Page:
I can’t tell you how much I hate talking about my art. The thing I dread most about residency experiences or just conversations with interested parties is inevitably having to talk about my art: Regurgitating the contents of my indigestible artist’s statement all over some unwitting victim who was just trying to make small talk. I’ve read the advice countless times – keep your statement simple, direct, accessible. That’s my chagrin, really – that because my statement has lots of big words with esoteric definitions, I must be being, albeit unwittingly, pretentious.
The problem is, what my art is about is almost impossible to explain, particularly using words. My art is a constant rendition of a world into which I am locked, that is inherently different to your world. It is not merely an exercise in personal catharsis (although I am compelled to formulate these expressions in order to feel that I do, in fact, exist, albeit in an unseen, unshared place). I try to reflect something about the world from a truly outside perspective, to allow people to see something about their world to which they are otherwise blind.
I make art almost precisely because the last thing I’m able to do, with my locked-in mis-wired fucked-up brain, is pin words on this. And now they want me to write about it: if it wasn’t so fucking tragic, it’d be a hilarious irony.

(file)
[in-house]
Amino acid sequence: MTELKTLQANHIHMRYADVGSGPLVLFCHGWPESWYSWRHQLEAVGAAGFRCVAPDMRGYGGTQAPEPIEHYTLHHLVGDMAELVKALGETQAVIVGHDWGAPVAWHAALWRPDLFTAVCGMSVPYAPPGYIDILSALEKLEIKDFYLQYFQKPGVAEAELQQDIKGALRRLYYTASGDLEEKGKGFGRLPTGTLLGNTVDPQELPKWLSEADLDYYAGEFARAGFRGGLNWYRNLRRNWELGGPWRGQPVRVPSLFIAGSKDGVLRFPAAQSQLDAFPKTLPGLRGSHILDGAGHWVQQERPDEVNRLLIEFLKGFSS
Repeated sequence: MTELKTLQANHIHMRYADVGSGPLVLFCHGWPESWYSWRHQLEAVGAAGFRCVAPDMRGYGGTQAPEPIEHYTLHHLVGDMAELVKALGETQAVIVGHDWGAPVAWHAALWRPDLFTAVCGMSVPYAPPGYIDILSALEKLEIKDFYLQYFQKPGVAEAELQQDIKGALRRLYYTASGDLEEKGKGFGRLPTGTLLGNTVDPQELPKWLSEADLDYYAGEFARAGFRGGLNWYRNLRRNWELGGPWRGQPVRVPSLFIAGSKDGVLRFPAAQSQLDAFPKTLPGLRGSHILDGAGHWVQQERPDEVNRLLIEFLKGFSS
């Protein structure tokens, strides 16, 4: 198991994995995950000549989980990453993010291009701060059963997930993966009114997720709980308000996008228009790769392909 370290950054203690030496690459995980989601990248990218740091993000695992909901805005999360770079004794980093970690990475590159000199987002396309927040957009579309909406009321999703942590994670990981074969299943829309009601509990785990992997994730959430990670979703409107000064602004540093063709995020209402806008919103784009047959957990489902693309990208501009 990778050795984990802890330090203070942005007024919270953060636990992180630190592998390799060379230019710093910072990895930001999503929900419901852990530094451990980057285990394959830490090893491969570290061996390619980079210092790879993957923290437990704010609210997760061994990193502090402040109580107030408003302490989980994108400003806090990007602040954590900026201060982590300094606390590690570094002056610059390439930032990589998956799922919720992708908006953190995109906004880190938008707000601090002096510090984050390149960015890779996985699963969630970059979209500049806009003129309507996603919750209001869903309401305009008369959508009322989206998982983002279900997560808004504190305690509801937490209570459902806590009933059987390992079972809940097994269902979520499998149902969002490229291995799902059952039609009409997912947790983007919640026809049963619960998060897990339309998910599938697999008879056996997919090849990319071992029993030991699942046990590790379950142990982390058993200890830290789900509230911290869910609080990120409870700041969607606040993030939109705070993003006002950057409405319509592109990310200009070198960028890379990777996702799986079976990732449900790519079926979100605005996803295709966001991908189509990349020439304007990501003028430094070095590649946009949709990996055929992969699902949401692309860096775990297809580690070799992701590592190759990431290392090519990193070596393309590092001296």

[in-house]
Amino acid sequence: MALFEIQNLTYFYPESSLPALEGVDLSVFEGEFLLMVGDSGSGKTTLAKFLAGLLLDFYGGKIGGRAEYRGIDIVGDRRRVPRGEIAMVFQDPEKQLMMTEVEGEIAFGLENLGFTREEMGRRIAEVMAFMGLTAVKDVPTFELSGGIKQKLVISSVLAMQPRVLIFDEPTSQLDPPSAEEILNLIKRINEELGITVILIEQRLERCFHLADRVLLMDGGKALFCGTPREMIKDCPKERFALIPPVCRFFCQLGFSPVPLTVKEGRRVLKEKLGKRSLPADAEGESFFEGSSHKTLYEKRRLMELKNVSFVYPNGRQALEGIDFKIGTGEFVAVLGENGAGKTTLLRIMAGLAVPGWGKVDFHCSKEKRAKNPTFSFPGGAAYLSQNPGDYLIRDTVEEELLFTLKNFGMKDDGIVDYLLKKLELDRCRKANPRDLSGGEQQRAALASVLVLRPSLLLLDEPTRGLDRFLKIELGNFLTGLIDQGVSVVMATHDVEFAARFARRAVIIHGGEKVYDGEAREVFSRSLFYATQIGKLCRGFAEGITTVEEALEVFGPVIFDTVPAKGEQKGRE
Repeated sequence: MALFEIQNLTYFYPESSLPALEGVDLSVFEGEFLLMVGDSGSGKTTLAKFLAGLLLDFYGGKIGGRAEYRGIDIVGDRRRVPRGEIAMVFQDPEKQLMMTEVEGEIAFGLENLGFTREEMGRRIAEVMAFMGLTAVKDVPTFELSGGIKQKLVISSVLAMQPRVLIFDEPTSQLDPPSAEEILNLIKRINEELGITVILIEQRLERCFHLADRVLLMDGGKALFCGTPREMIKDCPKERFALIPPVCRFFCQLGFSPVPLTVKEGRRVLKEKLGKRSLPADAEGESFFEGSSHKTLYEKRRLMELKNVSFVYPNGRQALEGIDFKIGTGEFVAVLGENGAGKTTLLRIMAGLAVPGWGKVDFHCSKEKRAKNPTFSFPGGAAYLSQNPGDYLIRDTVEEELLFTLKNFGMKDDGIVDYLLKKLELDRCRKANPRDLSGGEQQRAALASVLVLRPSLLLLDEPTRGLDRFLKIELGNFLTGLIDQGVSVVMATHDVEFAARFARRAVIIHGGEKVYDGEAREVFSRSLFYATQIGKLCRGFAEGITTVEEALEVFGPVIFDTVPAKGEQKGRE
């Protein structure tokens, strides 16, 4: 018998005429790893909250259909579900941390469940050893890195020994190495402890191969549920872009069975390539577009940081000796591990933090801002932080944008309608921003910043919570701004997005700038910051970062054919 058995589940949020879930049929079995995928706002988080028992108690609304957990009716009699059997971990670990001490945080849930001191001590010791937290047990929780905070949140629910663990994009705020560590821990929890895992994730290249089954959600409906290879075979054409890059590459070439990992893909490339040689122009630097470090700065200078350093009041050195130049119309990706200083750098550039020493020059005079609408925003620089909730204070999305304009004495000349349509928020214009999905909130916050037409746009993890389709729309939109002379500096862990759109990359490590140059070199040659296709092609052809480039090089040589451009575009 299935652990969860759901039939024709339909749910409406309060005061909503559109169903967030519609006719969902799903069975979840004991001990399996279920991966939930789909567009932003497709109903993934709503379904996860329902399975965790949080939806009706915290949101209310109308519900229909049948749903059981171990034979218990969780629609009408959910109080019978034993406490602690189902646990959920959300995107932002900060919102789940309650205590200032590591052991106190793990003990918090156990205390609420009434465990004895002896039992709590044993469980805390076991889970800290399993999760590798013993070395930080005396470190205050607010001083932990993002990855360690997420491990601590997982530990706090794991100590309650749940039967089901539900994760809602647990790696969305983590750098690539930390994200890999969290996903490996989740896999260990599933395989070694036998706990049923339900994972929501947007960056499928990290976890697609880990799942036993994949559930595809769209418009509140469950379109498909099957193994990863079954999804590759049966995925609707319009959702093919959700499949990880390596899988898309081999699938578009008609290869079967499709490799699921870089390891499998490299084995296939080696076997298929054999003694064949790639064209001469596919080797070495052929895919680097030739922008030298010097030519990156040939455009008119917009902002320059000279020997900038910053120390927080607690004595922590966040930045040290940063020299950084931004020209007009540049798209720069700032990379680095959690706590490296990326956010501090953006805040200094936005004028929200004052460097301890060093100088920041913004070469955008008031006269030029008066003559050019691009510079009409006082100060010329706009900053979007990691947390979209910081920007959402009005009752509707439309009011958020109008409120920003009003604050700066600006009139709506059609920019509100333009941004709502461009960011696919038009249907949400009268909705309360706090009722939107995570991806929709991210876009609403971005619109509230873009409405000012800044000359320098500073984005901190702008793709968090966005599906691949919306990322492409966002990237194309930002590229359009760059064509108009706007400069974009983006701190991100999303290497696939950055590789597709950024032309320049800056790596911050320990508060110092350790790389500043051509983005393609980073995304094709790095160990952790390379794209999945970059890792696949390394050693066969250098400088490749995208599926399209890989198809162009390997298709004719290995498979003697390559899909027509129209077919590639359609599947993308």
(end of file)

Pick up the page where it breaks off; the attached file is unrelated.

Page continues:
The world… The powers that be… think that reality swerving about can only be a manifestation of a sort of mental illness. I think I am privileged to see with immediacy a property of reality that is concealed from other people. A few thinkers can see it in abstract – philosophers who’ve furnished it with wanky nomenclature that I fall over myself in relief to borrow for the aforementioned artist’s statement. But I live it. I inhabit in actuality a space that is, at best, theoretical for a select few. It should be a privilege. It is, of course, a curse. An enlightenment unshared is an unparalleled burden – a terrible sentence of isolation. And the nature of my unsharable world is, well, virtually uninhabitable. One needs a reality that is reasonably consistent in order to function. I think human brains evolved to make the world still. To process the incoming information so that the world is rendered stationary and consistent and organized. That is sanity. That is normal. But I live in the real world. The shifting formless chaotic real world uncontained by cognitive fences. I am mad. That is my art.
back to: Artist’s Statement
back to: Alternative Statement